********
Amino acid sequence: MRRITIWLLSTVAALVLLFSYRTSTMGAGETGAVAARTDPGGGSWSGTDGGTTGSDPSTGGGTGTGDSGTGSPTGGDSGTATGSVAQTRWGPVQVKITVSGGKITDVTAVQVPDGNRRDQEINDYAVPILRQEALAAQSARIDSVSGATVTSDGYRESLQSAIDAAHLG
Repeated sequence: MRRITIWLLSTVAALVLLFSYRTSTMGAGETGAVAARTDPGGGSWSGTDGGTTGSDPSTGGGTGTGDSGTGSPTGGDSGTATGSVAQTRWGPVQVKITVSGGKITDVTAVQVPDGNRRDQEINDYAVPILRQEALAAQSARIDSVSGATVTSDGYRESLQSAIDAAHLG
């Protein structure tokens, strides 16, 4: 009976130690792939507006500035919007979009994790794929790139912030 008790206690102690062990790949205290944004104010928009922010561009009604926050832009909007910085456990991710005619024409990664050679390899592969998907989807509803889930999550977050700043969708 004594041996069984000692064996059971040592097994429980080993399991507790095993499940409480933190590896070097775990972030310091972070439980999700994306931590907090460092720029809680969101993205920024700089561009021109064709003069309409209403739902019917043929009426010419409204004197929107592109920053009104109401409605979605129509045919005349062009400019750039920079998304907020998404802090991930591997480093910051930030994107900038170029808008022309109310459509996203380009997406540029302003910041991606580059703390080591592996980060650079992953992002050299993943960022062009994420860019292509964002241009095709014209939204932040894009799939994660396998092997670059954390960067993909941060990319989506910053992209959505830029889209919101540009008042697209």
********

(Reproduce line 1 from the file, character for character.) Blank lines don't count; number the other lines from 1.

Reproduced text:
Amino acid sequence: MRRITIWLLSTVAALVLLFSYRTSTMGAGETGAVAARTDPGGGSWSGTDGGTTGSDPSTGGGTGTGDSGTGSPTGGDSGTATGSVAQTRWGPVQVKITVSGGKITDVTAVQVPDGNRRDQEINDYAVPILRQEALAAQSARIDSVSGATVTSDGYRESLQSAIDAAHLG